ISBN 9781922 175809
Reviewed by Susanne Gervay
The hippopotamus may be eating cake, but you’ll have a feast reading Hazel Edwards’ memoir on ‘Being An Author.’ From country girl who read before she went to school courtesy of her very Baptist grandma who also terrified young Hazel with bloodthirsty missionary serials to fifty-five year old Hazel the Antarctic explorer stranded in ice on the supply ship ‘Polar Bird’, this Memoir is strangely addictive.
Hazel Edwards was born a story teller. An only child, she grew up in rural Victoria where her parents ran the seven-day-a-week general store. Life became difficult when her father fell ill and they had to keep moving, finding themselves in new general stores and towns. Hazel went to four secondary high schools alone and when her parents could not afford for her to continue at school, she started work at the State Bank. Hazel opposed the bank policy which only sponsored the study fees of male employees because ‘Females will just get married.’ She left the State Bank to study primary school teaching.
However, Hazel knew she was a writer and refused to follow the conventions for girls and ‘marry the farmer … and (do) teaching or nursing.’ She did eventually marry and have two wonderful children who became part of her writing life as she juggled family with her profession. She was a primary school teacher for a while. Her love of teaching found a permanent place in her career through teaching writing students, mentoring her women writers (the Hazelnuts) and acting as a mentor to many authors.
For this inveterate explorer, endlessly inquisitive, deeply interested in people, life was not just a piece of cake. ‘Luck is a matter of preparation meeting opportunity.’ It is also the willingness to go into brave new areas. Who could imagine that the endearing imaginative picture book There’s a Hippopotamus on Our Roof Eating Cake conceived in 1978 inspired by her children, would become an international best seller?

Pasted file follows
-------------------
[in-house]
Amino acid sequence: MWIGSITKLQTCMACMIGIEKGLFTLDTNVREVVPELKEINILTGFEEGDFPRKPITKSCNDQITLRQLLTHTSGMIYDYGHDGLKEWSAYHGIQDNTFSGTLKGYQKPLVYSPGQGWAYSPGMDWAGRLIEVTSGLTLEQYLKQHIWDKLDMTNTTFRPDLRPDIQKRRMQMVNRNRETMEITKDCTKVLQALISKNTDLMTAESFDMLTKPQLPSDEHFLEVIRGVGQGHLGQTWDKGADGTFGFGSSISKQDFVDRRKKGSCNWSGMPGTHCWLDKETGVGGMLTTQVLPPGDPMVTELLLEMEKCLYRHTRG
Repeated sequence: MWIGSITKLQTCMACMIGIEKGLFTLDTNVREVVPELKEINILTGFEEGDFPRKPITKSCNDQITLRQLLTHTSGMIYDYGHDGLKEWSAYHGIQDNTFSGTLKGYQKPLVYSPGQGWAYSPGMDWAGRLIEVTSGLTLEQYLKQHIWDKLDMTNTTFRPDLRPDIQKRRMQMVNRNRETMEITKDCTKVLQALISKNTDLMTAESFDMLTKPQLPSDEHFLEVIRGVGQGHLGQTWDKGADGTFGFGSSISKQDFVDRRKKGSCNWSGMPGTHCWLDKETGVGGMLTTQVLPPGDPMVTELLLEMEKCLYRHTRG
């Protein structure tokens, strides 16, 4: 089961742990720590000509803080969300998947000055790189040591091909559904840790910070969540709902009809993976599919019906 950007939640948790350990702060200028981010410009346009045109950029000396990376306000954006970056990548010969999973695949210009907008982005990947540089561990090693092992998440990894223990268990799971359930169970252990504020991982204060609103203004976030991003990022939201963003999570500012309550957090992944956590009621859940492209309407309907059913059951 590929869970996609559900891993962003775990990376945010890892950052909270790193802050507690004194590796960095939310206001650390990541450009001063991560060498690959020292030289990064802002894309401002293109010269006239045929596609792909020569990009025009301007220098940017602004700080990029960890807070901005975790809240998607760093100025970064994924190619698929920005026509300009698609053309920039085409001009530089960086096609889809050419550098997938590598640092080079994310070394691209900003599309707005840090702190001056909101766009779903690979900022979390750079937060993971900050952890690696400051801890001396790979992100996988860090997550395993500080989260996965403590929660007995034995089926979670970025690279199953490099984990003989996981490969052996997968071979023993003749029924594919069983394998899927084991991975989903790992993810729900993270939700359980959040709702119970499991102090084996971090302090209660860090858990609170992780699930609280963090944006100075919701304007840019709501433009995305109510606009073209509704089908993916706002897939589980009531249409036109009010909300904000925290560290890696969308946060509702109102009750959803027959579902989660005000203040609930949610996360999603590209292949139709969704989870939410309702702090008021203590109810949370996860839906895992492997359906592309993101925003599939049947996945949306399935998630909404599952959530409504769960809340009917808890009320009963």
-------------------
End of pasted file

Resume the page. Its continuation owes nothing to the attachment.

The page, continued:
This memoir reveals Hazel to be a trail-blazer going into areas ‘where angels fear to tread’. Her F2M young adult novel with Ryan Kennedy who underwent gender change from female to male is a leading book in this new wave of young adult literature. Her adult books include Difficult Personalities in collaboration with psychologist Helen McGrath that gives insights into psychopathic behaviours; Non-Boring Family History which continues to be a staple guide in writing family histories; Cycling Solo; Ireland to Istanbul in collaboration with Hazel’s son Trevelyan who actually rode from Ireland to Istanbul.
Hazel’s current project, an illustrated children’s book Hijabi Girl written in collaboration with librarian Ozge, gives Islamic children a place to be acknowledged.
This memoir is also an author's life on the road. She’s ‘been everywhere, man (or more appropriately woman)’ from a Nepali Montessori School in Kathmandu reading hippo; Nanjing School for the Blind; the mining settlement of Mt Newman in the heart of the East Pilbara. There have been times of exhaustion and exhilaration adventuring on the road as an author speaking at schools, literary festivals, libraries and community events for all ages. Everything that can goes wrong did go wrong from Hippo the huge stuffed hippopotamus splitting at the seams; to losing her voice; to a helicopter crash in the Antarctic. But then everything that can go right did go right from a standing ovation at St Kilda Film Festival premiere of the Pocket Bonfire film version of Hazel’s Hippo eating that cake; being in Paris and seeing Hippo displayed in the Australian Bookshop; to Alice the Country Women’s Association ‘best cook’ making Hazel 24 profiteroles in Condobolin in exchange for writing ideas.
It is heart-warming to read the fan mail Hazel receives from children and adults. Writing is more than a book. It is a full life that includes working with Auslan, Australian Sign Language and Braille, being a National Reading Ambassador and supporting literacy in a myriad of ways.
Hazel also translates her experiences into practical writing advice. How to embellish and retell stories, maintaining integrity in what you write, writer’s block, developing characters, getting ideas, how to develop them and a host of invaluable insights into the writing process.
Not just a piece of cake: Being An Author is a delightful insight into the life of a much-loved author. It inspires those who wish to begin the author’s journey and those on the journey. It’s also a book with a special quirkiness that once you have finished reading it, you want to drop in again and again. Highly recommended.
Susanne Gervay is a reviewer and children’s author www.sgervay.com